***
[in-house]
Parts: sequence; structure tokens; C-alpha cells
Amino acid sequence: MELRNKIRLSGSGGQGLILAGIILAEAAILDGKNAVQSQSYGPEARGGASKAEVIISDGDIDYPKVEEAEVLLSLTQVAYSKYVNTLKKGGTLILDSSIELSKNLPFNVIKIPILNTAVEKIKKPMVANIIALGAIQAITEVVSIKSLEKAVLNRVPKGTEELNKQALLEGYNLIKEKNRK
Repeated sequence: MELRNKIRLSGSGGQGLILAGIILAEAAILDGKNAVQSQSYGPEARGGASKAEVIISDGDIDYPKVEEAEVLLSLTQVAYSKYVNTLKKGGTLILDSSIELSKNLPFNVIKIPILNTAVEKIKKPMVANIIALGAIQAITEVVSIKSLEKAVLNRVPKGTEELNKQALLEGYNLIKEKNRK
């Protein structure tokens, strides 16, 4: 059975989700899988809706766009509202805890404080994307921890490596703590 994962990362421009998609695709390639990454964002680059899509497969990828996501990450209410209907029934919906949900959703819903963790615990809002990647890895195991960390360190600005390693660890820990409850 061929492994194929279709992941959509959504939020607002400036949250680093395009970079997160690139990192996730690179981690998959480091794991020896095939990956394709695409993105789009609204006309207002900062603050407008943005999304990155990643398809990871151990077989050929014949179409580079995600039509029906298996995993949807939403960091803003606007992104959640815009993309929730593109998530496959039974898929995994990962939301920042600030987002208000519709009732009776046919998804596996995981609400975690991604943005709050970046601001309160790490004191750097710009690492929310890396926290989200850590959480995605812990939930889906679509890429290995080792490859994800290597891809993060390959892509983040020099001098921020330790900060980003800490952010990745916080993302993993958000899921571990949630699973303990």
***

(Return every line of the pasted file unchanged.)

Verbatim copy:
[in-house]
Parts: sequence; structure tokens; C-alpha cells
Amino acid sequence: MELRNKIRLSGSGGQGLILAGIILAEAAILDGKNAVQSQSYGPEARGGASKAEVIISDGDIDYPKVEEAEVLLSLTQVAYSKYVNTLKKGGTLILDSSIELSKNLPFNVIKIPILNTAVEKIKKPMVANIIALGAIQAITEVVSIKSLEKAVLNRVPKGTEELNKQALLEGYNLIKEKNRK
Repeated sequence: MELRNKIRLSGSGGQGLILAGIILAEAAILDGKNAVQSQSYGPEARGGASKAEVIISDGDIDYPKVEEAEVLLSLTQVAYSKYVNTLKKGGTLILDSSIELSKNLPFNVIKIPILNTAVEKIKKPMVANIIALGAIQAITEVVSIKSLEKAVLNRVPKGTEELNKQALLEGYNLIKEKNRK
């Protein structure tokens, strides 16, 4: 059975989700899988809706766009509202805890404080994307921890490596703590 994962990362421009998609695709390639990454964002680059899509497969990828996501990450209410209907029934919906949900959703819903963790615990809002990647890895195991960390360190600005390693660890820990409850 061929492994194929279709992941959509959504939020607002400036949250680093395009970079997160690139990192996730690179981690998959480091794991020896095939990956394709695409993105789009609204006309207002900062603050407008943005999304990155990643398809990871151990077989050929014949179409580079995600039509029906298996995993949807939403960091803003606007992104959640815009993309929730593109998530496959039974898929995994990962939301920042600030987002208000519709009732009776046919998804596996995981609400975690991604943005709050970046601001309160790490004191750097710009690492929310890396926290989200850590959480995605812990939930889906679509890429290995080792490859994800290597891809993060390959892509983040020099001098921020330790900060980003800490952010990745916080993302993993958000899921571990949630699973303990």